Amazing. I live close to Mt. Si, Rattlesnake Ridge, Mailbox Peak and Crystal. I want to hike with some friends or go on a mountain run, just a half hour or so and I'm there. If not for all the rain this area would be heaven.
I agree with the above poster. The cascades are horrible. I don't know why anyone in their right mind would move there. It rains all the time, people are jerks, and the gays can get married. They even treat women as equals there. Crazy. I'm telling you don't move out there or you will regret it.
In other words, they suck more dick than the people who inhabit them.
Having lived and run in Seattle (near the Cascades), San Francisco (Marin Headlands), and Los Angeles (Santa Monica Mountains), I found most Cascades trails to be a little narrow and rocky for my running taste. You don't get many smooth double-track trails -- more like narrow single-track. Definitely invest in a pair of sturdy trail running shoes. Great views, though, and lot of open space.
The Cascades are really amazing! If you love to run and hike you will enjoy them.
One thing to keep in mind is that the snow can stick around for a long time. In most years it's likely that you can't do a hike above 5000ft without finding significant snow before the beginning of July. (Especially west of the crest.)
There are smaller mountains around Issaquah (Tiger Mtn) and North Bend (Mt Si) that are mostly snow free even in winter and offer great running. Although these locations are very popular.
I have two secrets to endure the perpetual grey skies and drizzle:
1: Solitude. When it's raining is a good time to enjoy the usually popular/crowded trails. While everyone is inside crying because of the weather, you have the outdoors to yourself.
2: Drive east! Particularly for hiking. Especially In the spring/summer months, if you drive far enough east (likely just east of the mtn passes) you will find sun most of the time. Eastern Washington is a desert.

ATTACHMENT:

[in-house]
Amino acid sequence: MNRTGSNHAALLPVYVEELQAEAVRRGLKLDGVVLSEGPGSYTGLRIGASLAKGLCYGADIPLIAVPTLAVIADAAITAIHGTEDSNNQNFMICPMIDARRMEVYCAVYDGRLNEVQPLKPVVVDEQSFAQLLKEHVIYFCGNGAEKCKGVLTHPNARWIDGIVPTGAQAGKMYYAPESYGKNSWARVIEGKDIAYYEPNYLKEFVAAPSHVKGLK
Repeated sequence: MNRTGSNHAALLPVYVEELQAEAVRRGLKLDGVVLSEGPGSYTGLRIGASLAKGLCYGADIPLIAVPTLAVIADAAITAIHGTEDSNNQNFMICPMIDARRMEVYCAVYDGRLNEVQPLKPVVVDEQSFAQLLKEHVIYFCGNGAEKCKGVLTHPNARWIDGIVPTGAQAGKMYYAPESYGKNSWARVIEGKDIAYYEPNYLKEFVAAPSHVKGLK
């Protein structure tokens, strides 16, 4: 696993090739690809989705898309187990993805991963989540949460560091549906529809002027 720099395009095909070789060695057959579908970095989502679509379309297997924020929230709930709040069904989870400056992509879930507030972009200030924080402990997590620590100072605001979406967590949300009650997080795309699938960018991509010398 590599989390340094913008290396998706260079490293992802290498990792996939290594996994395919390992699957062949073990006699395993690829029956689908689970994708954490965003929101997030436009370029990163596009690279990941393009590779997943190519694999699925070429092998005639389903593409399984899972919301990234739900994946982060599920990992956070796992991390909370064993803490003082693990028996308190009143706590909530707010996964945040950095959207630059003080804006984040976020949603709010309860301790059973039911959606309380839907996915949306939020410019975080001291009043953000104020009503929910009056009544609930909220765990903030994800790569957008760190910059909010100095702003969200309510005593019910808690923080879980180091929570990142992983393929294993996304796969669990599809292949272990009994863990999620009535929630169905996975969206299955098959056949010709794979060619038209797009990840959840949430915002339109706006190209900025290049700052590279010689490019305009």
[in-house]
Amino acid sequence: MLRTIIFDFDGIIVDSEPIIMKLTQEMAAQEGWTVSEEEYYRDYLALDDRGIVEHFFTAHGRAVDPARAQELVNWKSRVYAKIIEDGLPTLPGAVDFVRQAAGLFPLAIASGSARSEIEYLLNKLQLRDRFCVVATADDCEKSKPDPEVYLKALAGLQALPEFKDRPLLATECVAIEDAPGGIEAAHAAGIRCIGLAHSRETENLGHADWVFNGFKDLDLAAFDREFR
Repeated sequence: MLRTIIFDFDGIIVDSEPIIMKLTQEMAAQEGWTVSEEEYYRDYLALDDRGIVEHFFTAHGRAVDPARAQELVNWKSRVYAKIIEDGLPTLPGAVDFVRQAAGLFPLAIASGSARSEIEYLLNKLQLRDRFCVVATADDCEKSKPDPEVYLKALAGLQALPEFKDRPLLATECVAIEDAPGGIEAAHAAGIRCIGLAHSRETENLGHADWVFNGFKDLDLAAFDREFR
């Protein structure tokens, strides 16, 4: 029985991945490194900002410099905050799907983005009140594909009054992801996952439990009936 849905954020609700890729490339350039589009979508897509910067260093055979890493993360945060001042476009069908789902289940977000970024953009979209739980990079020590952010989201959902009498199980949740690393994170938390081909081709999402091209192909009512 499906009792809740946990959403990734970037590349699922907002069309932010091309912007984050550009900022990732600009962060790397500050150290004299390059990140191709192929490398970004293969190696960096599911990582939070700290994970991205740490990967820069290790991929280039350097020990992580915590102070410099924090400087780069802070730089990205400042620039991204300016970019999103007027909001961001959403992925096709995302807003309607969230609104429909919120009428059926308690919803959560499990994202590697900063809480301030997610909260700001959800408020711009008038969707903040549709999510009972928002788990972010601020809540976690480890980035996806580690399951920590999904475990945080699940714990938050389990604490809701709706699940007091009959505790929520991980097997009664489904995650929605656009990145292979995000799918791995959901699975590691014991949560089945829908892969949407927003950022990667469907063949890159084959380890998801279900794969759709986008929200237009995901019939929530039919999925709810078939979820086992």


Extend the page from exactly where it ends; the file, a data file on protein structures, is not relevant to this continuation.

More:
The PCT is a great trail to run, since it's not too steep (suitable for stock) and well maintained.
The Teanaway is also a good place to run, it's farther east (sun), and there are several interconnecting grid-like trails. Gated or washed out forest service roads make good running trails.
The Carbon River Road at MRNP would make a good run since the road is damaged and will never be repaired. You can run the road to the campground then up the trail to the base of the Carbon Glacier, or take a side trail to something else interesting in the park.
The Iron Horse State Park Trail is awesome for speed work at "elevation" since it's an old railroad grade. Yes, 2500' is altitude training for those of us living at sea level.
I've always wanted to do a workout in Grand Park at MRNP. Park outside the park near Lake Eleanor, warm up run to Grand Park, then do the work out in the flat plateau (called a park) of Grand Park with amazing views of the volcano.
Don't forget about the Olympic Mountains.